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From wasteland to woodland, we're 'forest capital of Canada' (4 photos)

Started in 1922, the Simcoe County Forest now encompass more than 150 properties spanning over 33,000 acres

The next time you walk along a trail in a Simcoe County Forest, be aware that 100 years ago the county was the first jurisdiction in Ontario to enter into a forest protection agreement with the province of Ontario.

Since 1922, the forestry program has now grown to encompass more than 150 properties spanning over 33,000 acres. It was initiated to restore woodlands on what were formerly marginal agricultural lands.

These were vast areas in the province that were considered wastelands in the early 20th century which had very dry sandy soils.

Fields were blowing away and streams were drying up due to deforestation and farming in these fringe areas, creating significant environmental problems.

Simcoe County and the province of Ontario purchased back these marginal areas under the ‘Agreement Forest’ program.

And these forest tracts continue to grow.

Simcoe County forester Graeme Davis is always on the lookout to expand the forest. 

“The council has been supportive with continued reinvestment back into the forest," he says. "Over the last 15 years or so, the forests have grown by about 4,000 acres, which is substantial growth.”

The forests serve multiple purposes, from recreational use to environmental benefits as well as economic benefits that include revenue for the county in addition to employment.

“All of the revenue from the forests is reinvested back into the forests," says Davis.

Around half of the treed land base was established through plantations with direct planting of former agricultural land.

The thinning and management of the trees creates timber and establishes a healthy forest, which then increases the value of the spaces.

“The harvesting that occurs in the forest is part and parcel to how those properties developed over the years and how we continue to manage it into the future," Davis says.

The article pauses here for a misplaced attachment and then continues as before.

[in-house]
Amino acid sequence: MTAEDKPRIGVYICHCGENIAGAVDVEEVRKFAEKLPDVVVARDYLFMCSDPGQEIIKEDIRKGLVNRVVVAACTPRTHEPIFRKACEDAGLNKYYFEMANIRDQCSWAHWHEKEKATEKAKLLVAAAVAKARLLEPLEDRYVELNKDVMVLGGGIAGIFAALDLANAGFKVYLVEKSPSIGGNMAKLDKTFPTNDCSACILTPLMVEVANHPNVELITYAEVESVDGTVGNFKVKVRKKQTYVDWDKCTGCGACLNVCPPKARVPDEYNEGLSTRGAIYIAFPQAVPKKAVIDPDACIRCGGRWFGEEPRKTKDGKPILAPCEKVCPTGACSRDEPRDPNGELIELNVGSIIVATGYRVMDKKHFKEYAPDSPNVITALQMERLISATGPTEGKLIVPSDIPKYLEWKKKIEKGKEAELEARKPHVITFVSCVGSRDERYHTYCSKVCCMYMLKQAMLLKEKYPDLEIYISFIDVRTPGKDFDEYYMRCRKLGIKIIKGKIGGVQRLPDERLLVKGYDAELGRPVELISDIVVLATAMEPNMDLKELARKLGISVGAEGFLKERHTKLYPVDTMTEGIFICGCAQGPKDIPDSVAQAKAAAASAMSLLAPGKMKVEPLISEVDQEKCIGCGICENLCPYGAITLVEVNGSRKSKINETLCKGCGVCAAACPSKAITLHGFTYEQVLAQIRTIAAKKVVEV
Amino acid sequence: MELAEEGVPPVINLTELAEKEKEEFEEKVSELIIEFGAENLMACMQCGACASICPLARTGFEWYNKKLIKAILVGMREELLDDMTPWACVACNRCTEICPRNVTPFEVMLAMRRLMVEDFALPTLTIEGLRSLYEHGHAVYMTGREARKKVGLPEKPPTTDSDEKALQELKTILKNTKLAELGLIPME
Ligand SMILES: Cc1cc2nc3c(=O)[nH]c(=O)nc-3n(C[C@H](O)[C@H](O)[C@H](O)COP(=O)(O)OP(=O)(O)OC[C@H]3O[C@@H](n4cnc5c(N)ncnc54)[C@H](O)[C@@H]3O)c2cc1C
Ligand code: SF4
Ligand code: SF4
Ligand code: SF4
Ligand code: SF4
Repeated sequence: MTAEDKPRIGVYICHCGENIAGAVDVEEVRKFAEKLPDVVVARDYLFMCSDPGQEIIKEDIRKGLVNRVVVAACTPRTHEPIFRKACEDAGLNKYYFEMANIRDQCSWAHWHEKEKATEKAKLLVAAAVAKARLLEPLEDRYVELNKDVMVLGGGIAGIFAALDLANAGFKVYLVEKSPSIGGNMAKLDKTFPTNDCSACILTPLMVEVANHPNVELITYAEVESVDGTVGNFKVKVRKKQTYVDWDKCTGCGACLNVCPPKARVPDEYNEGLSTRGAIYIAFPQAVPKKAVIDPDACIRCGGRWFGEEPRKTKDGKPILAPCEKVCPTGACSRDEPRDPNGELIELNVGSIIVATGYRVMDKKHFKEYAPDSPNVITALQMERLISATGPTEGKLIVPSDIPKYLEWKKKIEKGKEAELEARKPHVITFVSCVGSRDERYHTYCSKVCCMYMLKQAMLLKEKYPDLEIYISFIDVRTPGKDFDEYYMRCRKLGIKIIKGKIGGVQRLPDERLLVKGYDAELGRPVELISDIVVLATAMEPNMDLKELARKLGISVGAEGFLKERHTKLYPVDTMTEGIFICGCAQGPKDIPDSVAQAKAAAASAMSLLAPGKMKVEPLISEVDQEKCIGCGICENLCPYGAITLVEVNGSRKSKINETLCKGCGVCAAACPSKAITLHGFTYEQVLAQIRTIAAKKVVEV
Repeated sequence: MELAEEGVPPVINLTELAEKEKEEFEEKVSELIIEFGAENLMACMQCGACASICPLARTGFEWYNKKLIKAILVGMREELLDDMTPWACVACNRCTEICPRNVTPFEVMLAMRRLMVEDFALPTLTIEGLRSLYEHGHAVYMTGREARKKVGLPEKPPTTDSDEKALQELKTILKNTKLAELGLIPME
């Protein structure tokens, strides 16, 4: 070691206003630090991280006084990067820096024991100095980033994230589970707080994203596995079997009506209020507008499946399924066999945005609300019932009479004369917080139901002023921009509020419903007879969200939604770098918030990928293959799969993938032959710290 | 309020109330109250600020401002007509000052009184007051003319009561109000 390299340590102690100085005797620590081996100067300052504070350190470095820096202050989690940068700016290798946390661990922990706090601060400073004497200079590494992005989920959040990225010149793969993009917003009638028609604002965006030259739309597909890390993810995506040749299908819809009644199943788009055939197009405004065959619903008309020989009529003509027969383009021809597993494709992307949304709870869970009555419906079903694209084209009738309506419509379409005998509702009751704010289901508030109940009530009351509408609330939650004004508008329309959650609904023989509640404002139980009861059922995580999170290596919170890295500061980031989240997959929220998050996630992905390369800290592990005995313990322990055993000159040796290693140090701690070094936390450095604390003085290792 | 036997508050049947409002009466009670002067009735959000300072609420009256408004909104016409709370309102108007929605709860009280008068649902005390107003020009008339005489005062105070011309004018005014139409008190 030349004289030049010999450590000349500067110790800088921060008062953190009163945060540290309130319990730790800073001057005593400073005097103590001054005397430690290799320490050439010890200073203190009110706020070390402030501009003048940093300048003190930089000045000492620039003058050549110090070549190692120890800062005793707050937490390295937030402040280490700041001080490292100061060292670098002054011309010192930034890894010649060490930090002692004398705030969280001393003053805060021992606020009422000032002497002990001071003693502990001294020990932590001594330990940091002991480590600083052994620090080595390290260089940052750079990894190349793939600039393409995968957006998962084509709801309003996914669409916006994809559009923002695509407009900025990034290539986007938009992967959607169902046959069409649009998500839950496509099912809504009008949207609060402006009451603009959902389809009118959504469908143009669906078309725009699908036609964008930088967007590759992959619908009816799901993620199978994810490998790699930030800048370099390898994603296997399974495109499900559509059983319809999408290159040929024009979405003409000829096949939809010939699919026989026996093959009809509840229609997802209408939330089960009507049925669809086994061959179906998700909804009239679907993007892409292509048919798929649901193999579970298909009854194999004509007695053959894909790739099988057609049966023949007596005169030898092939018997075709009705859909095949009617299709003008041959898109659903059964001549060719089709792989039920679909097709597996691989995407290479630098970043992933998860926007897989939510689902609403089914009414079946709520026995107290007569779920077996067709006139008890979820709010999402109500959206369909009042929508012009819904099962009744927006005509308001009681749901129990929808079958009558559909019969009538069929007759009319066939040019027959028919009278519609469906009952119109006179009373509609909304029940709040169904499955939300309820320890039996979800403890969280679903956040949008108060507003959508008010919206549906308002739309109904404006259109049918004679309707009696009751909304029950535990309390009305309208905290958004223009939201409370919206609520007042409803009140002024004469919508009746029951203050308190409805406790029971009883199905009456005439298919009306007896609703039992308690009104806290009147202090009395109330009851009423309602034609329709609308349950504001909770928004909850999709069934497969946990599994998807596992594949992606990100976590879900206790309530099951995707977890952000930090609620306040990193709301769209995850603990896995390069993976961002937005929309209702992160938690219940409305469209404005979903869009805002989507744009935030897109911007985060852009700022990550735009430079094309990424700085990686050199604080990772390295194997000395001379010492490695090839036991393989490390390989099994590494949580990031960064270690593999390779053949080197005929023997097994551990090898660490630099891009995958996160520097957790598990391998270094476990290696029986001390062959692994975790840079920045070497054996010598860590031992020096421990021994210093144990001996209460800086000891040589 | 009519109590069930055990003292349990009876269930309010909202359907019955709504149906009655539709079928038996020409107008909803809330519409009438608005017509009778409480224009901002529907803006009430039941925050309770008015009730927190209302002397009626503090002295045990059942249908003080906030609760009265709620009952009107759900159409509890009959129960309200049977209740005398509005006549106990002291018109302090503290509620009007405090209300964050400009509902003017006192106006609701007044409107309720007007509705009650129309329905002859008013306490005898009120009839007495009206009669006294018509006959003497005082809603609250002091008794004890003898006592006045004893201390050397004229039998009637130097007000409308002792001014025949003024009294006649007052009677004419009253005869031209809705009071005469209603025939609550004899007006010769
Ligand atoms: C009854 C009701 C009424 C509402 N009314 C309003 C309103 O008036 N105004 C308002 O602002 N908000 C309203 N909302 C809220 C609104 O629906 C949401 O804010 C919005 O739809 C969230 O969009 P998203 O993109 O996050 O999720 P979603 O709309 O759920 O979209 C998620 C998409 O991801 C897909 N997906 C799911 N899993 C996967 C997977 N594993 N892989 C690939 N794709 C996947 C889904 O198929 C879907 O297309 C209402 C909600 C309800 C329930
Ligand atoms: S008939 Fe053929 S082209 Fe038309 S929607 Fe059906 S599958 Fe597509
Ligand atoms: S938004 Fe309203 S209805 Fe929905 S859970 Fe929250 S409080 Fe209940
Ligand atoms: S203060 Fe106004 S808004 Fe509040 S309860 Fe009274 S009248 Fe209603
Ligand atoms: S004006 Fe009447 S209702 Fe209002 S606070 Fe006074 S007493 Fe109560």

“The diversity of the forests changes over time, whether they are managed or left in a natural state," he adds. "The largest single species planted originally and that we still use for reforesting marginal farmlands is red pine. White pine is the other type that is most common now."

Meanwhile, one of the rarer species that can be found in Simcoe County is the white oak.

Mitigating the threats that non-native species and the pressures of human use on a forest can be challenging, but is balanced with access to the spaces the public can enjoy, Davis says. 

"We do our best to manage impacts of recreational use," he says. "There is an impact to any kind of use that goes on, from hiking to motorized vehicle use. As an example, if a hiker has mud on their boots from another property and goes into the forest, it’s entirely possible that they could introduce seed from a non-native plant.

"I wouldn’t want to term recreational use as a threat to the forest, but we certainly do our best to manage the impacts," Davis says. 

With Simcoe County also having been named Forest Capital of Canada for 2022, the trees and the many wild inhabitants, small and large, that live among them will continue to thrive due to the leading stewardship that the county has been awarded for.

To learn more about the Simcoe County Forest, click here




About the Author: Kevin Lamb

Kevin Lamb picked up a camera in 2000 and by 2005 was freelancing for the Barrie Examiner newspaper until its closure in 2017. He is an award-winning photojournalist, with his work having been seen in many news outlets across Canada and internationally
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